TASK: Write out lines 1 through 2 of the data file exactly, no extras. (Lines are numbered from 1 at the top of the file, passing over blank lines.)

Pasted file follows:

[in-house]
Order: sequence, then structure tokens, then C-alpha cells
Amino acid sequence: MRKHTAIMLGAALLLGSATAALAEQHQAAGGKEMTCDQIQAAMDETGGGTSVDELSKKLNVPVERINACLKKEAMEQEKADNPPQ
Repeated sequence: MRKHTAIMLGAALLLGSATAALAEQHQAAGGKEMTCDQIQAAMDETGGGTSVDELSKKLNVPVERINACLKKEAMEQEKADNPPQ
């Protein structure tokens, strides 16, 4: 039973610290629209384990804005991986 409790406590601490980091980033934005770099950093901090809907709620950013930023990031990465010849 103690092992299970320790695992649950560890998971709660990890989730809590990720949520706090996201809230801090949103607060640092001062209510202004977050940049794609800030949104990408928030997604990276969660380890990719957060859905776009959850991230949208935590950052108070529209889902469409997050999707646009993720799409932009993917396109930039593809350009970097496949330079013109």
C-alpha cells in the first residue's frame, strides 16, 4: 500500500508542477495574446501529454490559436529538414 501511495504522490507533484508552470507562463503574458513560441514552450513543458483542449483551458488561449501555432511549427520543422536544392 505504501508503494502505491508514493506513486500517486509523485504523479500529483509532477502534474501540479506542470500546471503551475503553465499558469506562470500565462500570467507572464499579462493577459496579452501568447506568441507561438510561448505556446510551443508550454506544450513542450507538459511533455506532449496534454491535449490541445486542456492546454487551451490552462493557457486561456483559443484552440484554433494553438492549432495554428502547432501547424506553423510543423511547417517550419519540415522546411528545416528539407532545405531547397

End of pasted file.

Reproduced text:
[in-house]
Order: sequence, then structure tokens, then C-alpha cells